In October 2001, the government announced the release of three local men arrested and detained at the end of 2000 under the Internal Security Act (ISA). They were allegedly trying to recruit members into an underground movement that had links to a religious cult in neighbouring states. The authorities had considered their activities as subversive because they could instigate disharmony among the general public and, thereby, create instability in the country. The ISA, which was introduced in the 1960s, allows the government to detain without trial suspects who pose a danger to national security. The detention period can be up to two years. Before their release, the detainees had to undergo a rehabilitation exercise and pledge loyalty to HM the Sultan.11 Although it is unlikely that Brunei would experience religious and ethnic strife and Islamic militancy, it is keeping a close watch on the current situation in Indonesia and Malaysia.
In September, a law to regulate newspapers was introduced. The law, which is criticized as being regressive, requires all local newspapers to obtain a yearly permit. A deposit of B$100,000 in cash has to be paid to obtain the permit. Under the law, all directors of a newspaper company must be Brunei citizens or permanent residents. The punishment for contravening the new law would be a fine of up to B$40,000 or a jail term of up to three years, or both. The law also gives the Minister for Home Affairs sweeping powers to refuse or revoke the permit for a locally printed newspaper and to stop any overseas newspaper from being brought into the country. However, Dato Hazair, a permanent secretary in the Prime Minister's Office claimed that the law is more liberal than press laws in some neighbouring countries. He explained the reasoning behind the introduction of the law: to make newspapers more responsible and to prevent foreign interests from manipulating the local media in ways that may jeopardize the safety and security of the country.12 Currently, there are three daily newspapers in Brunei --- Borneo Bulletin and News Express in English, and Media Permata in Malay. Other than these papers, several newspapers from Malaysia and Singapore are also circulated widely in the country.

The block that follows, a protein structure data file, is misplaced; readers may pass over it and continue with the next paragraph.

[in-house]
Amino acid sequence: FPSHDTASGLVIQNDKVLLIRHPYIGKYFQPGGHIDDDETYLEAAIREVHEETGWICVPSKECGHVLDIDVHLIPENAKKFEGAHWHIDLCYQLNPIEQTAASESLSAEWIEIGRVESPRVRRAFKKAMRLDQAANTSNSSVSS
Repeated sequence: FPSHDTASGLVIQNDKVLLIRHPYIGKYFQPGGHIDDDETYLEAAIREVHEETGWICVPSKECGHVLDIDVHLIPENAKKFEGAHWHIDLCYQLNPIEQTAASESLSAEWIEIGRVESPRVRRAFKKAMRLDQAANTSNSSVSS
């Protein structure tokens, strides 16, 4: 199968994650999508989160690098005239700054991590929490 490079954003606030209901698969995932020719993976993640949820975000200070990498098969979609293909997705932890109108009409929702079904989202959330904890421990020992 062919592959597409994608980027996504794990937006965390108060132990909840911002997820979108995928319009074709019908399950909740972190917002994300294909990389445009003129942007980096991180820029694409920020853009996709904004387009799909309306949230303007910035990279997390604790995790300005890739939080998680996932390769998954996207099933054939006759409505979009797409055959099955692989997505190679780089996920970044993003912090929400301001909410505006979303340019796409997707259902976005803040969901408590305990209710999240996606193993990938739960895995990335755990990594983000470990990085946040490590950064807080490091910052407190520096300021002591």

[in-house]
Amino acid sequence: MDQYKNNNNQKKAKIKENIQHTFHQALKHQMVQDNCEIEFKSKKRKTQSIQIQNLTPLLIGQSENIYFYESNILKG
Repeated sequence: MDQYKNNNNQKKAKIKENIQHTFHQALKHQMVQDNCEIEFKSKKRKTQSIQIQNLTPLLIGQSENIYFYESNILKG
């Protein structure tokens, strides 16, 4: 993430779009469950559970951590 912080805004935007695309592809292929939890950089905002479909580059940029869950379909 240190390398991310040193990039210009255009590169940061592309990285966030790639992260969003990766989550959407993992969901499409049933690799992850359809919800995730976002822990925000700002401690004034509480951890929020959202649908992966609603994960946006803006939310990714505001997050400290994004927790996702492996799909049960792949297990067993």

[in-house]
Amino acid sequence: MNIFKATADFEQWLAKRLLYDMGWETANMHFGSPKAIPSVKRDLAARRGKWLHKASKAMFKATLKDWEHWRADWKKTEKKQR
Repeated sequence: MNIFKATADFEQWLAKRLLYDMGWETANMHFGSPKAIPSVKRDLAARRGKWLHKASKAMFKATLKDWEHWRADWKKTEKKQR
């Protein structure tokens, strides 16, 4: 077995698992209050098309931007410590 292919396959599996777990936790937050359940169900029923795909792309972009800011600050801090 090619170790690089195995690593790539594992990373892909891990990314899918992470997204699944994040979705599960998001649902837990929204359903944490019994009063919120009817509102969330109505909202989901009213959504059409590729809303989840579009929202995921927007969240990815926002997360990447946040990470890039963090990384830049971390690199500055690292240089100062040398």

There has been a significant shift in the Brunei Government's attitude towards more tolerance and transparency. This can be seen in the issues raised in the letters columns in the local newspapers, which would have been unpublishable a few years ago. Besides criticizing lethargic government agencies, issues relating to the people's rights have also been raised. Newspapers have been more liberal and open in the kinds of news they publish. These changes might have prompted the government to introduce the newspaper law. The issues have been raised not only in newspaper columns, but also in dialogue sessions with government officials organized by the Information Department of the Prime Minister's Office held throughout the country. The sessions, which were first held in 2001 and attended by relevant permanent secretaries and directors, aim to explain government policies and projects to the people. However, members of the public had taken the opportunity to raise issues about their rights and privileges and, on some occasions had even questioned the government on political changes in Brunei.
There has been little progress in the review of the original Constitution passed in 1959. The Constitution, which introduced a semi-elected Legislative Council, had been suspended as a result of the abortive rebellion by Partai Rakyat Brunei (PRB, or Brunei People's Party) in 1962. In 1996, a committee was established to review the Constitution, with a view to reintroducing it. No details have been made public. Perhaps the financial crisis in 1997 and the Amedeo crisis in 1998 have made the government cautious about introducing changes when the country's immediate problems remain unresolved.
The Parti Perpaduan Kebangsaan Brunei (PPKB, or Brunei National Solidarity Party) held its annual meeting in October 2001. …